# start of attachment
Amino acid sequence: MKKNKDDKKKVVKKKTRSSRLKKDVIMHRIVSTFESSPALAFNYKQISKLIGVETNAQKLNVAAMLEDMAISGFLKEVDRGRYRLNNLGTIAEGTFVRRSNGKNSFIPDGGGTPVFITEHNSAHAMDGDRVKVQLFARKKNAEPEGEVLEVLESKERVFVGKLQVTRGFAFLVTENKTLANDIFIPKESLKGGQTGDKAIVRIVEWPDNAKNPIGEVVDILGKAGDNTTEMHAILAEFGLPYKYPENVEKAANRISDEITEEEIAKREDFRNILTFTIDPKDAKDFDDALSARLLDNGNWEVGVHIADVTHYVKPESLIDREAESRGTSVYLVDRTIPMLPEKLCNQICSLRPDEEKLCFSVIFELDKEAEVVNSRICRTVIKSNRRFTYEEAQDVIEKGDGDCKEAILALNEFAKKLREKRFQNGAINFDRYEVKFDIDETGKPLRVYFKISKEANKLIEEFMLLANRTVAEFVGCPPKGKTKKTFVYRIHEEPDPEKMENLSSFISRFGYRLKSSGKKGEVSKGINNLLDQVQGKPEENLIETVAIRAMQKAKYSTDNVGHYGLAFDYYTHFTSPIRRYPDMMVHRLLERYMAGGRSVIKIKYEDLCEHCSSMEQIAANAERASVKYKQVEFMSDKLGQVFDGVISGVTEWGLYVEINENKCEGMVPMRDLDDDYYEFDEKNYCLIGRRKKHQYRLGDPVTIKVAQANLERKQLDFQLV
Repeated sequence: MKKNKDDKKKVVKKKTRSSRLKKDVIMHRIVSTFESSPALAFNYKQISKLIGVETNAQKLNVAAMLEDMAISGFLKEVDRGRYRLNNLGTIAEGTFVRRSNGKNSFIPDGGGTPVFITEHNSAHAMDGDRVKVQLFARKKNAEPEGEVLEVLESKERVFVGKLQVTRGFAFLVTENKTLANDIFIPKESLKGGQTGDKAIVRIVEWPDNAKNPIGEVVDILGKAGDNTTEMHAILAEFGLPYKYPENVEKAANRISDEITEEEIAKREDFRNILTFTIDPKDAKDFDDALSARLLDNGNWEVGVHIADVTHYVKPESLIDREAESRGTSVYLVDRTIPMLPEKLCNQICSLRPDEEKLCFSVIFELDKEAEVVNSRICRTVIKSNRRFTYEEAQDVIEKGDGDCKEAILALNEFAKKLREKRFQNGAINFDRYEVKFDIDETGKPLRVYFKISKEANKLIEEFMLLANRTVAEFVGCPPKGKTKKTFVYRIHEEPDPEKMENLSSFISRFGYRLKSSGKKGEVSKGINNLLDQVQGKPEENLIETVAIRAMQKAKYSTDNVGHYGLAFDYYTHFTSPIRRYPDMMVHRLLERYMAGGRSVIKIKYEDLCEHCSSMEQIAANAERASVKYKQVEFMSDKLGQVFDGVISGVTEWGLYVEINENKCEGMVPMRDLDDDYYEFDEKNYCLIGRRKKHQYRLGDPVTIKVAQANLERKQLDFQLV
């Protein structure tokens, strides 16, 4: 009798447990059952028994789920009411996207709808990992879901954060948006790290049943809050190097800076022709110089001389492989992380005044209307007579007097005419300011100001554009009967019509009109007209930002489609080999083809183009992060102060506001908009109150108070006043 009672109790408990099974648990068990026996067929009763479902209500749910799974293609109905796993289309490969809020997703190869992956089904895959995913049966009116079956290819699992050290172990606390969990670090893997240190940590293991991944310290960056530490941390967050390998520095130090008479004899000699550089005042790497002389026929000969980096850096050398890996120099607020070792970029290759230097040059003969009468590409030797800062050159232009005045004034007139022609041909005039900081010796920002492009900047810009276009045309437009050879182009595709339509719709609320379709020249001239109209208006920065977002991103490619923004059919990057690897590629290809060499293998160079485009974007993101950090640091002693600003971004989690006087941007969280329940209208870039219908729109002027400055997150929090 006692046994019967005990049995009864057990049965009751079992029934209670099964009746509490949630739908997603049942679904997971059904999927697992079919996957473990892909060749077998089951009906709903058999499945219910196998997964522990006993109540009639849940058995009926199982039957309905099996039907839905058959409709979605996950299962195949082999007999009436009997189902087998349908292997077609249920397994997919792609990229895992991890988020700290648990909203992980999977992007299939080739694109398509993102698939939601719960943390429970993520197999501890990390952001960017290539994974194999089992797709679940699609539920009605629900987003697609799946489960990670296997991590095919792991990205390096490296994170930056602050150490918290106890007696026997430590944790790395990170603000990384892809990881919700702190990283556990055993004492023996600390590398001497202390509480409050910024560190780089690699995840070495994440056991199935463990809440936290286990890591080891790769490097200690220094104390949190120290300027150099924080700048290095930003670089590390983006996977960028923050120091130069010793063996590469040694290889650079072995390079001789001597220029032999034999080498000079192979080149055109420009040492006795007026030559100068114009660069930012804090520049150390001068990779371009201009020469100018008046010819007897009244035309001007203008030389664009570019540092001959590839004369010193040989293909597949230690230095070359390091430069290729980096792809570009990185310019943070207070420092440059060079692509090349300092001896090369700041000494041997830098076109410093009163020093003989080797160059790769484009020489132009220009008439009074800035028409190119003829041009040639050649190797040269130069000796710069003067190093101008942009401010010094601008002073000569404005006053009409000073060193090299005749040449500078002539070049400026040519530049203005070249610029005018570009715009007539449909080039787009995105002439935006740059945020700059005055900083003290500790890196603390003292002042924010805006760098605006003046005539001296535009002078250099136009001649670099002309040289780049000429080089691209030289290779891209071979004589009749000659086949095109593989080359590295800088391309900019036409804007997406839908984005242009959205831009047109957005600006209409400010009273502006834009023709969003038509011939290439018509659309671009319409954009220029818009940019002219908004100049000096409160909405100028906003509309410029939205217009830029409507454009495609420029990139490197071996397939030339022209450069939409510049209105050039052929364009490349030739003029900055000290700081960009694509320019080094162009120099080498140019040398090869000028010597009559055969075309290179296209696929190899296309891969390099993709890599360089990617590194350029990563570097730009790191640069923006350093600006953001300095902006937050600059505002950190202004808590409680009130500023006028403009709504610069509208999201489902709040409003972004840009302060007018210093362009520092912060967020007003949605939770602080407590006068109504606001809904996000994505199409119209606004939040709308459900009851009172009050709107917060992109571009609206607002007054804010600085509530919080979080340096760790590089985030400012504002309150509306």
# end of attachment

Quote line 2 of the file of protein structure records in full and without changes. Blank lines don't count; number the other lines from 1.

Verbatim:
Repeated sequence: MKKNKDDKKKVVKKKTRSSRLKKDVIMHRIVSTFESSPALAFNYKQISKLIGVETNAQKLNVAAMLEDMAISGFLKEVDRGRYRLNNLGTIAEGTFVRRSNGKNSFIPDGGGTPVFITEHNSAHAMDGDRVKVQLFARKKNAEPEGEVLEVLESKERVFVGKLQVTRGFAFLVTENKTLANDIFIPKESLKGGQTGDKAIVRIVEWPDNAKNPIGEVVDILGKAGDNTTEMHAILAEFGLPYKYPENVEKAANRISDEITEEEIAKREDFRNILTFTIDPKDAKDFDDALSARLLDNGNWEVGVHIADVTHYVKPESLIDREAESRGTSVYLVDRTIPMLPEKLCNQICSLRPDEEKLCFSVIFELDKEAEVVNSRICRTVIKSNRRFTYEEAQDVIEKGDGDCKEAILALNEFAKKLREKRFQNGAINFDRYEVKFDIDETGKPLRVYFKISKEANKLIEEFMLLANRTVAEFVGCPPKGKTKKTFVYRIHEEPDPEKMENLSSFISRFGYRLKSSGKKGEVSKGINNLLDQVQGKPEENLIETVAIRAMQKAKYSTDNVGHYGLAFDYYTHFTSPIRRYPDMMVHRLLERYMAGGRSVIKIKYEDLCEHCSSMEQIAANAERASVKYKQVEFMSDKLGQVFDGVISGVTEWGLYVEINENKCEGMVPMRDLDDDYYEFDEKNYCLIGRRKKHQYRLGDPVTIKVAQANLERKQLDFQLV